Tuesday, September 30, 2014

Growing a historic site: The Oliver H. Kelley Farm

Farm fields at the Oliver H. Kelley Farm in Elk River, Minnesota
Jill Lepore has spoken about what she terms "cuspiness"--the feeling of being on the edge of big changes.  I often have that sense when I look at what's happening in the realm of food and farming interpretation in the museum and public history realm, and it's been confirmed by encounter with many people in those fields who are reaching toward a much more consequential and socially-engaged way of connecting audiences with big questions relating to food. 

Michelle Moon and I were once again struck by this at a workshop we led at the American Association for State and Local History conference in Minnesota last week, and it struck me even more on a tour I took as part of the conference, to the Oliver H. Kelley Farm in Elk River, Minnesota.

Thursday, September 4, 2014

History at the edges of the conversation

A couple of high-profile entries in the civic conversation about the politics of small-scale farming--one in the New York Times and a response on Huff Post's Green blog--show some heartening, if also still small-scale, historical perspectives on the odds of making it as a farmer in the U.S.

Bren Smith's much-discussed piece in the Times, "Don't let your children grow up to be farmers" (August 9, 2014), noted how farmers' long-standing problems of debt, access to land, and competition are playing out within today's food movement.  He points to the proliferation of CSAs, hobby farms, and non-profit farm projects as a new pressure within the marketplace, and notes that like most farmers, he's had to supplement his income with other kinds of work in order to keep his farm going.

Interestingly, he also looks to earlier "food movements" of the late nineteenth century, the Depression era, and the 1970s as models for the kind of direct political action and advocacy that he thinks today's small-scale farmers need to embrace more seriously.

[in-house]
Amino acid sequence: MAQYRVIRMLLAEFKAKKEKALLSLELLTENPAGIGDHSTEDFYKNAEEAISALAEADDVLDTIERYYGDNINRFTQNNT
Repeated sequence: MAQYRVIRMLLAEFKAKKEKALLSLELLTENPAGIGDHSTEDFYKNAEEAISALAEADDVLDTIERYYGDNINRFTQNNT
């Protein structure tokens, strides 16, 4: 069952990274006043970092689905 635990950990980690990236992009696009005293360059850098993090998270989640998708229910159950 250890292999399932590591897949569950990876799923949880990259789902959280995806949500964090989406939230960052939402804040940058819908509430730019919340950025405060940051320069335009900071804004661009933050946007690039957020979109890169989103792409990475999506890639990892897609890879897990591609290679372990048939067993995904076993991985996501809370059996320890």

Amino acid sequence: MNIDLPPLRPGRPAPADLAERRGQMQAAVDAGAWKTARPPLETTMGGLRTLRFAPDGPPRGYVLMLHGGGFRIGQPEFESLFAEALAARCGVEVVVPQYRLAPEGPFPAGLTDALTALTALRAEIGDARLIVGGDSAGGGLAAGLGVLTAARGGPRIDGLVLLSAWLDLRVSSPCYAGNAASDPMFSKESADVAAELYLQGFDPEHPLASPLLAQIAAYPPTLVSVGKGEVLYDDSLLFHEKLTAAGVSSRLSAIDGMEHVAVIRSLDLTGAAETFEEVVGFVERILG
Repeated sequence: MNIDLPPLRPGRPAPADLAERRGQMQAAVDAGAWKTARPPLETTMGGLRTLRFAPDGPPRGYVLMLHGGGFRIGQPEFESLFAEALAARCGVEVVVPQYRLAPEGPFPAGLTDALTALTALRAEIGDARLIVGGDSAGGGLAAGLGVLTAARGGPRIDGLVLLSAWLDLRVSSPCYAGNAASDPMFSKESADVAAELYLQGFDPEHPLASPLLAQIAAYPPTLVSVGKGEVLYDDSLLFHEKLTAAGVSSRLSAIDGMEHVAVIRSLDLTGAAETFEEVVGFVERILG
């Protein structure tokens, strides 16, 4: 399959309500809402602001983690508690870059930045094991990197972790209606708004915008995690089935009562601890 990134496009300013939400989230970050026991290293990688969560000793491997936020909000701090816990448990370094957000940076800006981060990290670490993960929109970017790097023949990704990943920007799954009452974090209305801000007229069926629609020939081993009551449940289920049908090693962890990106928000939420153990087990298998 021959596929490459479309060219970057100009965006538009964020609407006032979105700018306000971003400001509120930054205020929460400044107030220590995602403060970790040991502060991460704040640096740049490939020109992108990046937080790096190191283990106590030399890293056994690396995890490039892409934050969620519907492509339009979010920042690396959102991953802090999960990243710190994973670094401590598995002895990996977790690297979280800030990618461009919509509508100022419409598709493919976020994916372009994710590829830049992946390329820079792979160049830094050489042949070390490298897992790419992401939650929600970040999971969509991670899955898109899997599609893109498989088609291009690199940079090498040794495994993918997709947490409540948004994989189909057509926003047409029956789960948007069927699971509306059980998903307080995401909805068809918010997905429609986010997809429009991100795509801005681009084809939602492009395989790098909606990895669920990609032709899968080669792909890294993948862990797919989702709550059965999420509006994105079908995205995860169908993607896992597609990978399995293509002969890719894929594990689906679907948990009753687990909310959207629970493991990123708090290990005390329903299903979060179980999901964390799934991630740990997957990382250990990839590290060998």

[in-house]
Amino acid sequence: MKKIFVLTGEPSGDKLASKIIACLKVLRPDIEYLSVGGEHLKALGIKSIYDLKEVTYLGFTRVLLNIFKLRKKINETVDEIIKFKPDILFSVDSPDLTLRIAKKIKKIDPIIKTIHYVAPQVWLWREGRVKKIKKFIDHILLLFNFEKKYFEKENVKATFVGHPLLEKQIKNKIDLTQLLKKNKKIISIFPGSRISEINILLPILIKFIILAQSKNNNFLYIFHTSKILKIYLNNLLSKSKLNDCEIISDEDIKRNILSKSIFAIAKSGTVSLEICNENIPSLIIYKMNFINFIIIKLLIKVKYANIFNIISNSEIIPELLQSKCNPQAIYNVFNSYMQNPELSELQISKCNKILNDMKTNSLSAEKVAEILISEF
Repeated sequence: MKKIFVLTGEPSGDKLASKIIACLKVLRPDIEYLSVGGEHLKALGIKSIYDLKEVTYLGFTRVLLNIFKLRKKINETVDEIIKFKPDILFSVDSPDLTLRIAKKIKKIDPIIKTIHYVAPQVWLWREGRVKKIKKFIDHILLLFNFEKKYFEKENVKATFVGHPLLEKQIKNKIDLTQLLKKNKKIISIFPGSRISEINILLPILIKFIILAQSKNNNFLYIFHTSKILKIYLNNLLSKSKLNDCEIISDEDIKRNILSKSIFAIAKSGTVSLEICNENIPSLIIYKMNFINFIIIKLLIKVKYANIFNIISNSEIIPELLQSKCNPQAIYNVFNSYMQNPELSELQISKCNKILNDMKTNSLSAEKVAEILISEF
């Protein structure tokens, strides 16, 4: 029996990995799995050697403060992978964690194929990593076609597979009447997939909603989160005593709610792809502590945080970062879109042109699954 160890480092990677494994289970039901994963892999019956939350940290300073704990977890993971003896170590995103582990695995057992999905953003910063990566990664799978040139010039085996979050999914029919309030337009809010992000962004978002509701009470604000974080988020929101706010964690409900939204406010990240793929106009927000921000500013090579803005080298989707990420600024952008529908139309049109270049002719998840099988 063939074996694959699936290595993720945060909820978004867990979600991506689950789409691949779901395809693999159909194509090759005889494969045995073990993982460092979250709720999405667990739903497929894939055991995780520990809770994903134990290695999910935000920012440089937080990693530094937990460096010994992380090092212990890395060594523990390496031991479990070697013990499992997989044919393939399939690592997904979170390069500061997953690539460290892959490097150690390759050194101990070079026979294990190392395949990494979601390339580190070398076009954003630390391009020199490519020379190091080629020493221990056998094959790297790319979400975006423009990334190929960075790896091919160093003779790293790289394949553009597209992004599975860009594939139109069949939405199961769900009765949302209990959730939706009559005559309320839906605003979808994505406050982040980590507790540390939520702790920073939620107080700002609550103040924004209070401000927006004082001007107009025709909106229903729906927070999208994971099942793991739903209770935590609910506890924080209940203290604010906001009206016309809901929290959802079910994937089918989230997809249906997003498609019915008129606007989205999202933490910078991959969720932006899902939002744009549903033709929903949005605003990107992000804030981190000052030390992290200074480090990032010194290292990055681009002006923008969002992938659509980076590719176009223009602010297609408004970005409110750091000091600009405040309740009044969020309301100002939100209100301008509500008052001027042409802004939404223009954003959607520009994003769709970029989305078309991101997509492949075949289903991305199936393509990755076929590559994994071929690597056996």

Tuesday, May 20, 2014

Looking under the lawn

The Tufts campus is at its loveliest at Commencement time.
This past weekend was Commencement at Tufts University, always an inspiring rite of passage and a chance to reflect a bit after the intensity of the academic year.  It's particularly reflective for me this year, after a spring spent gathering information and ideas about the campus as a former, current, and perhaps future site of food production.  My "New Food Activism: Roots and Visions" class was devoted, in part, to reenvisioning the landscape around Tufts' Medford campus through the lens of its agricultural history, and my sense of the place has been shifting as a result.  In particular, I've been rethinking the lawns.

Saturday, May 10, 2014

Here's to the sprouting season

Source:  Tufts Digital Collections and Archives.
I've been grubbing away quite diligently on my food/farm/history project since my last post, but the Spring 2014 teaching semester and conference schedule steamrolled over my good intentions to keep posting here occasionally.  Now that all of that is more or less over, I'm planning to get back into some regular blogging again.

That's not me grubbing in the dirt at the left, BTW.  It's a Tufts College (well, technically Jackson College, Tufts' then-new college for women) undergraduate helping to prepare the ground for the school's World War I garden in April of 1918, on the site of what's now the arts complex. Opening some new research into the history of food production on the Tufts campus is one part of what I've been doing this spring, in collaboration with a terrific group of students in this year's "New Food Activism: Roots and Visions" course.  I've just finished grading the final papers from that class, and they've opened up some exciting directions that I'll be pondering more deeply, including in blog posts here and some advance planning for next year's class and possible future projects at Tufts.